“18. Lastly, we shall deal with the contention of the learned Senior Departmental Representative that true profits cannot be deduced on the basis of LIFO method and, therefore, the same should be rejected despite the fact that the same was being consistently followed by the assessee in the past. Such a contention has been raised in view of the Hon’ble Supreme Court decision in the case of British Paints India Ltd. (supra). We have given our deep thought to this contention but we are unable to accept the same. The LIFO method is one of the recognized method of valuation of closing stock as per Accounting Standard 2 laid down by the Institute of Chartered Accountants of India and para 26 of the International Accounting Standard (IAS-2) as observed by the Third Member of the Tribunal in the assessee’s own case. This shows that much water has flown after the decision of the Privy Council in the case reported as 30 ITR 84 (supra). One cannot keep his eyes shut to the latest development of the modern age. The Tribunal in the country have also accepted the LIFO method. The Delhi Bench of the Tribunal in the case of Jain Abhushan Bhandar vs .ITO (1987) 29 TTJ(Del) 75 and the Cochin Bench of the Tribunal in the case of ITO vs. Sree Padmanabha Jewellery Mart (1987) 28 TTJ (Coch)151987) 19 ITD 816 (Coch) have accepted the LIFO method in the past. Even recently, the Ahmadabad Bench of the Tribunal in the case of Dy. CIT vs. M/s Harjivandas J. Zaveri (supra) to which one of us (A.M.) was a party, has approved the LIFO method. Therefore, it is wrong to say that LIFO method is incorrect method.”

7.2. We find that the ld CITA had deleted the addition on the ground that the assessee company had been regularly employing LIFO method for the purpose of valuation of its stocks since its inception and there is no deviation of the same during the year and the said method had been accepted by the revenue in the earlier years. We find that the entire issue under dispute is squarely covered by the decision of this tribunal in the case of ACIT vs Jewell India Jewellers in ITA No. 2085/Kol/2013 for the Asst Year 2009-10 dated 1.6.2016 wherein it was held that:-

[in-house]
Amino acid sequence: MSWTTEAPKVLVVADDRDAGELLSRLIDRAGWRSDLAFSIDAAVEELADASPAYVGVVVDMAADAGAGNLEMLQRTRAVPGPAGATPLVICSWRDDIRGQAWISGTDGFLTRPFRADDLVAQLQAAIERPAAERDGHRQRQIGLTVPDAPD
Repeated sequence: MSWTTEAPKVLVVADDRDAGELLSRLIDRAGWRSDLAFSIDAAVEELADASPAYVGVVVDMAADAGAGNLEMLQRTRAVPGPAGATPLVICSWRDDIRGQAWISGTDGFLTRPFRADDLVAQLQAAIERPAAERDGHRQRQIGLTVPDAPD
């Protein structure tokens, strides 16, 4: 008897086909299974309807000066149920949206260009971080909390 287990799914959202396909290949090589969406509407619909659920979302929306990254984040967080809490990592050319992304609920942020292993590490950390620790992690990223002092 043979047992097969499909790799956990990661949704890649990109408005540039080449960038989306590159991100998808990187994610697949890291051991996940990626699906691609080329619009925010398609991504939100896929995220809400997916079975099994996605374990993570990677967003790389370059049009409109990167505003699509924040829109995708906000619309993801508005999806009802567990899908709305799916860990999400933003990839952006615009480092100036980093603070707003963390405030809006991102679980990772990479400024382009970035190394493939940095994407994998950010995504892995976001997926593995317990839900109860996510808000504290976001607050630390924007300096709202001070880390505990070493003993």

“7. We have heard the rival submissions and perused the materials available on record. The facts elaborately stated in the arguments advanced by the assessee remain undisputed and hence the same are not reproduced herein for the sake of brevity. The only dispute is with regard to valuation of closing stock of gold. It is not in dispute that the assessee has been following consistently LIFO method for valuation of closing stock of gold. It is not in dispute that the same has been consistently accepted by the revenue in the earlier years even in the scrutiny assessment proceedings. It is elementary that the regular system of accounting followed by the assessee could be disturbed only in the event of finding out defects in the books of accounts and stock registers maintained by the assessee. Admittedly, no defects were noticed or pointed out by the Learned AO in the books of accounts and stock registers etc furnished before him at the time of assessment proceedings. Infact no discrepancy was noticed on the quantity of gold and other jewellery by the Learned AO. We find that the Learned AO had not recorded any clear finding in his order that the LIFO method of accounting followed by the assessee for valuing its closing stock was such that correct profit could not be deduced from the books of account maintained by the assessee. In these circumstances, it would not be justified in rejecting the closing stock valuation regularly adopted by the assessee. Reliance is also placed on the decision of the Hon’ble Calcutta High Court in the case of British Paints India Ltd vs CIT reported in (1978) 111 ITR 53 (Cal). We also find that the reliance placed by the Learned AR on the co-ordinate bench decision of Cochin Tribunal in the case of jeweller in ITO vs  Sree Padmanabha Jewellery Mart reported in 19 ITD 816 is directly on the point involved in this appeal. In the said case, it was held that :-